For many years any kind of religious piety was viewed here with skepticism. But while men suspected of Islamist activity are frequently interrogated and jailed, subjecting women to such treatment would cause a public outcry that the government cannot risk. Women have taken advantage of their relatively greater freedom to form Islamic groups, becoming a deeply rooted and potentially subversive force to spread stricter and more conservative Islamic practices in their families and communities.

Mr. Abdul Salam explained that such secret Islamic prayer groups recruited women differently, depending on their social position. “They teach poor women how to humble themselves in front of their husbands and how to pray, but they’re teaching upper-class women how to influence politics,” he said.

(It is not surprising that radical Muslims are exploiting women in this way. Christians did the same thing to spread their ideology and conquer Rome. Women are not somehow opposed to religion. They are the vehicles for religion.)

Arab National-Secularism is in collapse. Since Sharon took power in 2000, and Bush took power in 2001, Lebanon and Iraq have been freed from the National-Secularist yoke. Now we see the Syrian National-Secularists increasingly isolated from their former-client and from their own people.

Like the Qaedists, the National-Secularists are losing. The dreams of our generational enemies in the Middle East are falling apart. Good.

An Almost Perfect Letter to the Editor

“Time to Leave Iraq,” by Ed Schmersal, Lincoln Journal Star, 29 August 2006, 5B.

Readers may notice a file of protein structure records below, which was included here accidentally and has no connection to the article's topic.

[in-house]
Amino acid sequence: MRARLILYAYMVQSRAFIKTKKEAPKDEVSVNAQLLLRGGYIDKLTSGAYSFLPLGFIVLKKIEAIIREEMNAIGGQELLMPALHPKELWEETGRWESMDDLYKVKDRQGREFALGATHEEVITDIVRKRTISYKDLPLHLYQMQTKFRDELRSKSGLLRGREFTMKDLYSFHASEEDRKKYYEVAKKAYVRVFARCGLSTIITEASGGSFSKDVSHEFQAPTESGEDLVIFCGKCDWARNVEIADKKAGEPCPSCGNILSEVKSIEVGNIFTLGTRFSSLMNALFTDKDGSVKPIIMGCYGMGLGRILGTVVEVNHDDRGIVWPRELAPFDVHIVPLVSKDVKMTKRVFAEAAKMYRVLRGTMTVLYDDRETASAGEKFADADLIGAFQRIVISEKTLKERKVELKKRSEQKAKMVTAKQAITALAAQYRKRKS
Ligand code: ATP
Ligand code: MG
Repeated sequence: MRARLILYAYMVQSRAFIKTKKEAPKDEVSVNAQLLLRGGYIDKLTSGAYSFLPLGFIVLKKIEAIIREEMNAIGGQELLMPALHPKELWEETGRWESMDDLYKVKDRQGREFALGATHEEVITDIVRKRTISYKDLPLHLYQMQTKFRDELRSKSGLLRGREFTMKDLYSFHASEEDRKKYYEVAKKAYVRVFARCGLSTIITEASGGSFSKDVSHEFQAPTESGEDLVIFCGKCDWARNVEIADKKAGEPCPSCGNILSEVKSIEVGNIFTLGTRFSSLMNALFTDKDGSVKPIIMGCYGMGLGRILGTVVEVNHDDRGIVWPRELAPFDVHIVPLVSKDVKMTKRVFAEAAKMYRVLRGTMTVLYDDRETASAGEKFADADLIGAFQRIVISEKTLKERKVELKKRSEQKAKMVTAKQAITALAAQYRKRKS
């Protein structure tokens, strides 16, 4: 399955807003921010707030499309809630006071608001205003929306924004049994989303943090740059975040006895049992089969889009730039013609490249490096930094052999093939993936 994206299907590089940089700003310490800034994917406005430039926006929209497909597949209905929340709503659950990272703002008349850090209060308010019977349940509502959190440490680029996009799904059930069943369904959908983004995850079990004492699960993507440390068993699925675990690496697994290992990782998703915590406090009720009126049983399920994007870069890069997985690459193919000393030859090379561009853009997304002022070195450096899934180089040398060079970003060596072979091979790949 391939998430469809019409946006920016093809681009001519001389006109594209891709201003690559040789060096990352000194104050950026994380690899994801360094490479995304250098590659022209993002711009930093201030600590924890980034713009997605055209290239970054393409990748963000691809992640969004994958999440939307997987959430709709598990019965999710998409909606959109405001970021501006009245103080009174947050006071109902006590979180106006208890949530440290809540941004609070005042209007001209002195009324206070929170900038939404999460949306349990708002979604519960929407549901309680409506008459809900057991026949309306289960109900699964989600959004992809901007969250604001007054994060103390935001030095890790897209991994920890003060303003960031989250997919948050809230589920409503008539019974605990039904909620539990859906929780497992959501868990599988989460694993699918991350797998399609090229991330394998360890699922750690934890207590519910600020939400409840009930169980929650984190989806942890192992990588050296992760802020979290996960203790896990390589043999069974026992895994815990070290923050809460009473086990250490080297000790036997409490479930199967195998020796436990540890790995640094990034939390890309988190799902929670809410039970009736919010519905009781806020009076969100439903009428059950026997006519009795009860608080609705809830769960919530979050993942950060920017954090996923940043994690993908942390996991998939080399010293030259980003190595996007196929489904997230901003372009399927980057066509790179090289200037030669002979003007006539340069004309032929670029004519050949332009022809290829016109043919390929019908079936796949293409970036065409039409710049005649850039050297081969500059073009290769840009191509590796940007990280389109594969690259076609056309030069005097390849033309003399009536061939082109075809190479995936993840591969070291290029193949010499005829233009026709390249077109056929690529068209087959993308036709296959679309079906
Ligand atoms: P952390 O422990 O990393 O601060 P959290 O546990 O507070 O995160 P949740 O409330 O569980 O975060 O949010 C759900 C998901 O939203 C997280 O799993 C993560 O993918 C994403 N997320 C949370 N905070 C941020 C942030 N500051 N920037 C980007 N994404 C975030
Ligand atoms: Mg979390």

Unlike T.M. Lutas I don’t normally blog letters, but a recent one was so very close to perfect that it demands tdaxp attention.

Iraq is broken.

Sure is. The Baath Party did tremendous damage in Mesopotamia, destroying what little middle class it inherited.

and even after billions of dollars and thousands of lives lost, the United States can’t put Iraq back together again.

True. America is not an Empire, and unlike Britain, Rome, and others before us, we do not export a maximal ruleset. Instead, we enable networks of connectivity. We have neither the taste nor will to forcefully remake others.

The U.S. needs to exit Iraq.

Yep. We can win militarily without being there in large numbers.

in order to focus on other problems: Iran

Iran has us by the neck as long as we are in Iraq. A great reason to leave.

North Korea

Kill Kim. A much more pressing issue than whatever we think we are doing.


Preventing the rise of another Eurasian land power — that means encouraging devolution in Russia — is a great idea. Leaving Iraq would free our attention to this important work.


China is critical to globalization — she can enable it through a “Revese Domino Theory” of multinational capitalism, she can wreck it by invading Taiwan, she can secure globalization through military cooperation.


Don’t forget more mundane goals, like boxing in France.

Iraq needs to be divided into three regions: the north Kurdistan, a pro-West place for some U.S. forces to remain close; the south Shiite-controlled pro-Iranian region; and the Sunni middle area.

Like former Iraqi Governing Council President Hakim and United States Senator Biden, I agree.

The US. needs to regain our European allies and stature as the world’s superpower.


Europe doesn’t matter that much. Those whites over the ocean are doing what they can — Britain is in Iraq, Spain is in Afghanistan, Italy, France, and Turkey will be in Lebanon. These contributions are important, but Europe represents the past, not the future.

We need decisive leadership now!

As long as it doesn’t decisively try to lose.